International Economics, Rand
Michael Brownrigg, Partner, Chinavest
Donald Straszheim, Principal,
Straszheim Associates, Inc.
Is the Chinese Banking
System up to the task?
What happens when the financial services open up to foreign
Is there an appreciation of the Yuan in the near future?
Will China own the US or the other way around?
11:25-12:30pmIV. Panel Two: What Does China Mean to
Tom Debrowski, Executive Vice
President of Worldwide Operations, Mattel, Inc.
Ira Kalish, Global Director, Deloitte
Brad Johnson, Associate Principal,
McKinsey & Company
Are we trading good
jobs for cheap goods?
Can we afford such high prices for building materials and
What can California supply to the growing Chinese Market?
Does California have the infrastucture for more trade with
According to the Environment
Green Paper issued Tuesday, China's environment pollution and ecological
deterioration was at its critical stage now. Although the State Environmental
Protection Administration launched an overall environmental evaluation activity
throughout the country in early 2005 and devoted more efforts to protect
environment, the chemical spill incident occurring in the Songhuajiang River at
the end of the year became a tragic sign that reflected the critical condition
that China's environment faces amid the country's fast economic development.
Some experts pointed out that China was now at a crossroad for environmental
protection. In 2006, environmental problem was likely to continue.
The Green Paper, titled
"2005: China's environmental crisis and a way out," was compiled by
the Friends of Nature, a non-governmental organization, and published by the Social
Sciences Academic Press. Various social groups including scholars and experts
have made their input in the paper, which becomes China's first annual
environment report written from a view of public eyes.
The Green Paper listed the main
environmental problems in 2005 and warned that China's environmental problem
was at its critical stage now. Experts pointed out that water and air pollution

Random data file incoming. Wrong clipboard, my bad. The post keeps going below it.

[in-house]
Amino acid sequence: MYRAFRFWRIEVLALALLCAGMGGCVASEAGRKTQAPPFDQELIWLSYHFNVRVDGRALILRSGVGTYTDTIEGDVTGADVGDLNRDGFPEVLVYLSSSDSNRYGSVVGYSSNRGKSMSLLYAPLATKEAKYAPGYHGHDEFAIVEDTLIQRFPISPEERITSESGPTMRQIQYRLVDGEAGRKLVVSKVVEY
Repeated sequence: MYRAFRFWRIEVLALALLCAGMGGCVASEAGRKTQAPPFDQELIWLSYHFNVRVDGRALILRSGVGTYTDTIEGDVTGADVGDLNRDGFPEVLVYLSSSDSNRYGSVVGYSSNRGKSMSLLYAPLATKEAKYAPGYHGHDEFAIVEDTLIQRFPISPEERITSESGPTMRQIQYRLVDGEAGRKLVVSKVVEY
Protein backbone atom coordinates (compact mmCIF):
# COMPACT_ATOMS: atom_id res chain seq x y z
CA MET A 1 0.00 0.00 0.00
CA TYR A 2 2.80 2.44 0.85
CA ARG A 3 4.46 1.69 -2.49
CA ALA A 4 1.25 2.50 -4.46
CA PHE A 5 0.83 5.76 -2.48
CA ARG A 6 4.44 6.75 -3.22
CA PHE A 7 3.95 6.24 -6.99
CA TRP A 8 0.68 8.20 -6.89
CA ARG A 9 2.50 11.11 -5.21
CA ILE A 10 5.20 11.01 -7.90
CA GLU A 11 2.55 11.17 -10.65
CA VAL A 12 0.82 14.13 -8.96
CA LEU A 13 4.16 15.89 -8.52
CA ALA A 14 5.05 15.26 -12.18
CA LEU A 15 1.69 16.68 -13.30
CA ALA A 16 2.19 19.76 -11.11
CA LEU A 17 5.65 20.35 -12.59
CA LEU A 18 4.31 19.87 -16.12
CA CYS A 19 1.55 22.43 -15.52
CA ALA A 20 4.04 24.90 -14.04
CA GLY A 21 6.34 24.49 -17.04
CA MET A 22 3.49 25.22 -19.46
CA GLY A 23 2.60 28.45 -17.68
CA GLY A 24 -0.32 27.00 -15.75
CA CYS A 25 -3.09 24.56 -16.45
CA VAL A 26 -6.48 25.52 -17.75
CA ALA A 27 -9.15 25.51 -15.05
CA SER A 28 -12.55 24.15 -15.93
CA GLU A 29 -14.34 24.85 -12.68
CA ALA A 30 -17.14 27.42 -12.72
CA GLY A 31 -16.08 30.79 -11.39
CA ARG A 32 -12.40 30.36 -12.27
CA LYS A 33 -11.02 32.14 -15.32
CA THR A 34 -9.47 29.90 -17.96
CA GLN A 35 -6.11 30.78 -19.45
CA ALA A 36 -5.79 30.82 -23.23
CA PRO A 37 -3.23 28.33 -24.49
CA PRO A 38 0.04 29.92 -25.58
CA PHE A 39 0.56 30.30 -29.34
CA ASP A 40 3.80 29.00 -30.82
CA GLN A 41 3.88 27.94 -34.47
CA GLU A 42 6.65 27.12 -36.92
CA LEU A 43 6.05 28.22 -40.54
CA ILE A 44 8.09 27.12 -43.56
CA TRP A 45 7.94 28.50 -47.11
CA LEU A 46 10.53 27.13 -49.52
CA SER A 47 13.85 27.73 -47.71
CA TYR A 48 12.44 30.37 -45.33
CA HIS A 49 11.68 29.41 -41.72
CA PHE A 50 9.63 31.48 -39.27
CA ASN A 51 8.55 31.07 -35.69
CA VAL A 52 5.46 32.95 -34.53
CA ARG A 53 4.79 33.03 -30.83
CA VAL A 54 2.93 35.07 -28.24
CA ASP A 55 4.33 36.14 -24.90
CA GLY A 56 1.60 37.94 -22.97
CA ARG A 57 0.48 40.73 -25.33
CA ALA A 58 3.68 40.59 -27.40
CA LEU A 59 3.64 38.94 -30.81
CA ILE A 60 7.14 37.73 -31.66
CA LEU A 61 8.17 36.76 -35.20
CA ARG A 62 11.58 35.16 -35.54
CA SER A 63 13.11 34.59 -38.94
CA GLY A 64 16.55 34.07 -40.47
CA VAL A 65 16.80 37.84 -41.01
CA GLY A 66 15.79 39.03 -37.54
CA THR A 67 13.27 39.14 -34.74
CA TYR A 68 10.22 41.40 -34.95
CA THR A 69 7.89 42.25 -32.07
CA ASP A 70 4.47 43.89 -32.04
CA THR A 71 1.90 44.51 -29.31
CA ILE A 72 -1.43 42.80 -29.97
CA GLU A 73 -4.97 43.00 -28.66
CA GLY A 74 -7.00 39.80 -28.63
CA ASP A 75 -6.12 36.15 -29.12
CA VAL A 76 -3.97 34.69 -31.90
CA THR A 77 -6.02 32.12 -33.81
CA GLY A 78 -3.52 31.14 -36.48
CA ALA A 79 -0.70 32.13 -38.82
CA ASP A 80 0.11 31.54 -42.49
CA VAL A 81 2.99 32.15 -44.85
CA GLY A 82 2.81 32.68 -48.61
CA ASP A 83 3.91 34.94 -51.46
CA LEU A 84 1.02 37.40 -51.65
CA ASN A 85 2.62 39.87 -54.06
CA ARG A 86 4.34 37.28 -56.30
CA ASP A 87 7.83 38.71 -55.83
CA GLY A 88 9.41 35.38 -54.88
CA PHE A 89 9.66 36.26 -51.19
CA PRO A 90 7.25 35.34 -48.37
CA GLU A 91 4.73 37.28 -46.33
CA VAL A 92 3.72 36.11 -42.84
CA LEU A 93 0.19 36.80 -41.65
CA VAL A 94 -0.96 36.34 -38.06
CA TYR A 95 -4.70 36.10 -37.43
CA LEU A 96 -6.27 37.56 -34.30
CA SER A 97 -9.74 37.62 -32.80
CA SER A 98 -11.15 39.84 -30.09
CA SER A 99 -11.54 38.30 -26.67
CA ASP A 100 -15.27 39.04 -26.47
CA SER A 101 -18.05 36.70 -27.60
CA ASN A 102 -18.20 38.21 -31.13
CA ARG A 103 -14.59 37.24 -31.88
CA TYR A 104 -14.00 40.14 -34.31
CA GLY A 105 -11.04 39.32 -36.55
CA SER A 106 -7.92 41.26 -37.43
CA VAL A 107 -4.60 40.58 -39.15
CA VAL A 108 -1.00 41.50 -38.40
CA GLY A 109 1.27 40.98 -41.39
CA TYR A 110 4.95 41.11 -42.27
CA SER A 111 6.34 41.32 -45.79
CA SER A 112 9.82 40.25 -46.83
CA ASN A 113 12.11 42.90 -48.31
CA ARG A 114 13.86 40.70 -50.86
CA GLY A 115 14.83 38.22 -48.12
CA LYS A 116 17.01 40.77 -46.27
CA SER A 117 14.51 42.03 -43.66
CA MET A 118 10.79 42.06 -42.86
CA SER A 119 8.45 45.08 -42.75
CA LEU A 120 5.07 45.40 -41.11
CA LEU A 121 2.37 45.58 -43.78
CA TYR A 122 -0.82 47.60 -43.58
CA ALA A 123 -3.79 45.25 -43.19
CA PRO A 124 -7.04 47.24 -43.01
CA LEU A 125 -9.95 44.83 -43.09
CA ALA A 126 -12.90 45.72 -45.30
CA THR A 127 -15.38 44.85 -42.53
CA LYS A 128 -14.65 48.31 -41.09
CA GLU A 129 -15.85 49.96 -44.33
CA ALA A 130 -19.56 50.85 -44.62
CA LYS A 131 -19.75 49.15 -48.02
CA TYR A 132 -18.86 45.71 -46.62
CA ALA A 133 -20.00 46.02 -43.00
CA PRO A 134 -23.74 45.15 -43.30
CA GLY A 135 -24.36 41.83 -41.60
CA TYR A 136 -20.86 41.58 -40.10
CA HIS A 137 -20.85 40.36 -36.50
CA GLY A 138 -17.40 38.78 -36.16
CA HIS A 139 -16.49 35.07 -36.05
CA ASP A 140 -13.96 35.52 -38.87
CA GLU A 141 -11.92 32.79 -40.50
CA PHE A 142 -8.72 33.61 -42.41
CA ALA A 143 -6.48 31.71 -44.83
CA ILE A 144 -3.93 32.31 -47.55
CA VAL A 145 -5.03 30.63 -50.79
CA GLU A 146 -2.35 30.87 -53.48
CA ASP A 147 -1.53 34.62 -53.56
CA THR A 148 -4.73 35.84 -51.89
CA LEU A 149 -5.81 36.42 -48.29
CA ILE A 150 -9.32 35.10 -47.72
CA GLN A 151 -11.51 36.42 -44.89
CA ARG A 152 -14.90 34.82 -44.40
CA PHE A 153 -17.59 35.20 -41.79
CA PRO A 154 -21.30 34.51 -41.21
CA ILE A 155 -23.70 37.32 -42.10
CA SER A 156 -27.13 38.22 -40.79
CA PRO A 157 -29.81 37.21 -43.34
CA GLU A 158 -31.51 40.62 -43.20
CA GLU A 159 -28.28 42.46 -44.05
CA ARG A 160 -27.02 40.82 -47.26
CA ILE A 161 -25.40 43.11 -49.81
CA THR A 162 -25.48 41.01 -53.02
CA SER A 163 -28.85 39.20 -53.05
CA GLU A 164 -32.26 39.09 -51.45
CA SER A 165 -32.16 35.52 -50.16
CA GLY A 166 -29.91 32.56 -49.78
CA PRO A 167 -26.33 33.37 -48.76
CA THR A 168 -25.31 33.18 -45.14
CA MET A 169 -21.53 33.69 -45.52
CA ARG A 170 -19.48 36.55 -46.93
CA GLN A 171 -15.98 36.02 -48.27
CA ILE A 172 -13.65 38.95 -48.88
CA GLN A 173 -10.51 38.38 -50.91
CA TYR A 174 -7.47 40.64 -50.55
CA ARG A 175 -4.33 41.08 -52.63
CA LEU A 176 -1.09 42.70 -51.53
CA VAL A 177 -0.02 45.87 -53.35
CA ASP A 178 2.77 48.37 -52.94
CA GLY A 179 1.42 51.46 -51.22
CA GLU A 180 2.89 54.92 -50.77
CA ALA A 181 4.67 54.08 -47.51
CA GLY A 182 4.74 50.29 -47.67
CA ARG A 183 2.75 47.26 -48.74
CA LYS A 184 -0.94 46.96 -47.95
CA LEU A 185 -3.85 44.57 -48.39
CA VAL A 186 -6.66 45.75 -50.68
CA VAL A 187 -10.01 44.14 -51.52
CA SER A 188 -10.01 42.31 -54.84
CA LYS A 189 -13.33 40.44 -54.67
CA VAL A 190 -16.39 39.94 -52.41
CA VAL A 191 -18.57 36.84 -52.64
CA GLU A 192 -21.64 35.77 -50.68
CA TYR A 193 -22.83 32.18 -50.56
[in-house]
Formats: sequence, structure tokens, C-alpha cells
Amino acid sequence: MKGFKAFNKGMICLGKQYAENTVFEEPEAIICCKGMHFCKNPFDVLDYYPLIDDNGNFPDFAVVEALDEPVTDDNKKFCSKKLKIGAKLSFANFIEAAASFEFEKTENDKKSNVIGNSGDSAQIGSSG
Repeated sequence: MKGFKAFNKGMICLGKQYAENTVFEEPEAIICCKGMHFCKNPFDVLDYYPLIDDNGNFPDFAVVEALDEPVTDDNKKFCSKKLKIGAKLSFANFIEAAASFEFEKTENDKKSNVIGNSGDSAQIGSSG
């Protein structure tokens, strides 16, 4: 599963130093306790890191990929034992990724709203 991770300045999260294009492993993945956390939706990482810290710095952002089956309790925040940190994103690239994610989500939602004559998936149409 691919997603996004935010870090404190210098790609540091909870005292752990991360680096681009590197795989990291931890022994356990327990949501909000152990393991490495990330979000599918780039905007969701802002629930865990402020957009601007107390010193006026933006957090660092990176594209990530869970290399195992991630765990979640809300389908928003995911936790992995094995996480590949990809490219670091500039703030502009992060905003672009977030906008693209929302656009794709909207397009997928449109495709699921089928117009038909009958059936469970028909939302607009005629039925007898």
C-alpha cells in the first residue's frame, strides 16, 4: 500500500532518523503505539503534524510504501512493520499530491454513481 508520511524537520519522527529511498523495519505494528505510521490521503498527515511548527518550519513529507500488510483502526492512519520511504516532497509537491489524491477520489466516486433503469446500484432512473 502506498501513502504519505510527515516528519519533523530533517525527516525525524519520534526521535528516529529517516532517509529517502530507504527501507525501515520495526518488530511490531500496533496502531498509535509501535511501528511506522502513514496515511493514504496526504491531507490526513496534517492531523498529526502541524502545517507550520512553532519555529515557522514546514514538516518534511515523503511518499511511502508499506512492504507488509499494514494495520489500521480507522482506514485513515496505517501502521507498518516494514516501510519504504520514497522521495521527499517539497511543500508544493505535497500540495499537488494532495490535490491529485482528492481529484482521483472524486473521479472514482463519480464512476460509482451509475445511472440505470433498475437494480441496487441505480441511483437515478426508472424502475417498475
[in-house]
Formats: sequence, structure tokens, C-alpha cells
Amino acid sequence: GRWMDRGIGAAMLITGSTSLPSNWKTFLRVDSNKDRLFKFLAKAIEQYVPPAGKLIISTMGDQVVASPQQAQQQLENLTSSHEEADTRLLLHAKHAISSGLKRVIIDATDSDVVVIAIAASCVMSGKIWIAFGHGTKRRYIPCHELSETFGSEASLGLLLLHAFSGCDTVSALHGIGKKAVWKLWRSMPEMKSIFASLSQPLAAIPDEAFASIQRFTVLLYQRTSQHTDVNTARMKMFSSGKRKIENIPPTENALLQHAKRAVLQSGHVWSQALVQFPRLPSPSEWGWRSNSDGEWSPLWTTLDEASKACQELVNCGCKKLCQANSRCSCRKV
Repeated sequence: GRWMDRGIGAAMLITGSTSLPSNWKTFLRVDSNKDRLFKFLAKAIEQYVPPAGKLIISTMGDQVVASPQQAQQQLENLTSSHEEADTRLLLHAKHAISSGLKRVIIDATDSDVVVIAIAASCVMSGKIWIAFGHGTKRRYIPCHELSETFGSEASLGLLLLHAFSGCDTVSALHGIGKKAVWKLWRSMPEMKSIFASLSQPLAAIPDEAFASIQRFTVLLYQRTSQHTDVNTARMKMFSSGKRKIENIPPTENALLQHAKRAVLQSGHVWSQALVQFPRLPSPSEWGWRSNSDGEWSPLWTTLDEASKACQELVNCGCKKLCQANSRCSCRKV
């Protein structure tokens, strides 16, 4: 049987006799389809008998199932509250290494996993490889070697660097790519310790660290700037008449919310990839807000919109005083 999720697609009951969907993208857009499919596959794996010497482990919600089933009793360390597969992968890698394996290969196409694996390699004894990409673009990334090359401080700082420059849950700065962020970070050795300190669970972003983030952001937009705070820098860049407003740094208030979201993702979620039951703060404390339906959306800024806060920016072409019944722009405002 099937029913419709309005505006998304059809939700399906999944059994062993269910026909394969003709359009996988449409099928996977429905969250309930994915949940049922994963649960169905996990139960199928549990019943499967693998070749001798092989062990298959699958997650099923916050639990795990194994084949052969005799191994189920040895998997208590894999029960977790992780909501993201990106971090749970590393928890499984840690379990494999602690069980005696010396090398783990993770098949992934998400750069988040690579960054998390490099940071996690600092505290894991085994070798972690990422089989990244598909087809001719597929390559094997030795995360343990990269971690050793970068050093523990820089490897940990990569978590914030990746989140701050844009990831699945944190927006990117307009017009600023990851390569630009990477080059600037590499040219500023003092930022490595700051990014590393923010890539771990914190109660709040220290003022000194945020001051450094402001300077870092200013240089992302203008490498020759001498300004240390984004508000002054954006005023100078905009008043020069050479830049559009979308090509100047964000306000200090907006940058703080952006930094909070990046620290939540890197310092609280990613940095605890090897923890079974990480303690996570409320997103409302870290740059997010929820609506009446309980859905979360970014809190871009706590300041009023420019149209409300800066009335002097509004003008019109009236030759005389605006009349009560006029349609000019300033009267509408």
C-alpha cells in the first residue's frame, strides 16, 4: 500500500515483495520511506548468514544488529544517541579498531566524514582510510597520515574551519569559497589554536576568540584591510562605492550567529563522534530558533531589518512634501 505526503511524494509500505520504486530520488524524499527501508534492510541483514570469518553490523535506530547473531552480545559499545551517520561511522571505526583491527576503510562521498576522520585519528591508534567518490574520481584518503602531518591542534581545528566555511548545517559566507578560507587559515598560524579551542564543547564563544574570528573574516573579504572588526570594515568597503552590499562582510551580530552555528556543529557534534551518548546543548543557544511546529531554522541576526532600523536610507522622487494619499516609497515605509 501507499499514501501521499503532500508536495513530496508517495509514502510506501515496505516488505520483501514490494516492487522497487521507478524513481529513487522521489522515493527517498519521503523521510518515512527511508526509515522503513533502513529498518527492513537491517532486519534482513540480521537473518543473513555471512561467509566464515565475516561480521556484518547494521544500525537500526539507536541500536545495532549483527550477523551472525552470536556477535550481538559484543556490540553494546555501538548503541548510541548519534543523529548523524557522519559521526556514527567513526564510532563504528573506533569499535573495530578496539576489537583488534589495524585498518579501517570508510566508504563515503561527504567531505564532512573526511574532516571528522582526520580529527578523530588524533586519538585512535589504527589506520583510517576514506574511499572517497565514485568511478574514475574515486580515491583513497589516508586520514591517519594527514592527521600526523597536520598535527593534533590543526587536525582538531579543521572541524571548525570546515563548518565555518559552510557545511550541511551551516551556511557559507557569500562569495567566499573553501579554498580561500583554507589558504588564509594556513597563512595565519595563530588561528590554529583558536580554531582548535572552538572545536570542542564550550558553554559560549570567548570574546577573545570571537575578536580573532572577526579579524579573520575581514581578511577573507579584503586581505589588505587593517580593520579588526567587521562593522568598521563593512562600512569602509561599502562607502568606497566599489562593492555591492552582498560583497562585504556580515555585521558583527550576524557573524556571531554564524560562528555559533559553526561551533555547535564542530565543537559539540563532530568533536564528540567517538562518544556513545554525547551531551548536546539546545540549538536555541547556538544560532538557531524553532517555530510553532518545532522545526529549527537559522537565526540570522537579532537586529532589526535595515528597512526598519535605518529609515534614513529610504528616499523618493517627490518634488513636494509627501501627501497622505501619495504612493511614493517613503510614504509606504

would remain as a problem until 2010 in the country. Year 2005 was the worst
year in history in terms of natural disasters and ecological problems. These
natural disasters and ecological problems were partly the result of climate
change, and partly due to the fact that China's ecological system deteriorated
so severely that the country enters a high, risky period of natural disasters
and ecological crisis.
At the same time, experts
pointed out that environmental pollution in China was "complex and
condensed." The environmental pollution, which emerged in developed
countries only in post-industrial era, was commonly seen in China now.
A research showed that Chinese
adolescents affected by myopia disease, or short-sightedness, tend to be younger
and younger. China now has 5 million blinded people and 6 million people with
low vision. The number of children who have slanting eyes or poor vision
reaches 10 million. About 40% of adolescents in China are short-sighted. In
college, such ratio is as high as 70%.
There is a remarkable increase
for the number of short-sighted children aged 7-9. Many children become
short-sighted at their school age or even earlier. In China, about 70% of
adolescents become short-sighted during puberty, the second most in world.
Experts said that there are
many factors that contribute to short-sightednesss among adolescents at an
earlier age. Besides heredity factors, the disease is mostly linked with
children's too much involvement in various pre-school classes, playing computer
games, watching televisions and films. A higher living standard and
adolescents' physical development at an earlier age also contribute to the
S&T Consuls Dr. Dong Jianlong, Wang Shanmin, CSA members Dr. Zhenying
Jiang, Dr. Kern Kwong, Dr. Chao Chen, Dr. Zhou Wengsheng, Dr. Liping Yan,Dr. Chaohua Fang, Dr. Li dongsheng, Dr. Yang
Hua… attended the event, and gave a warm graduation to Dr. Richard Lee (CSA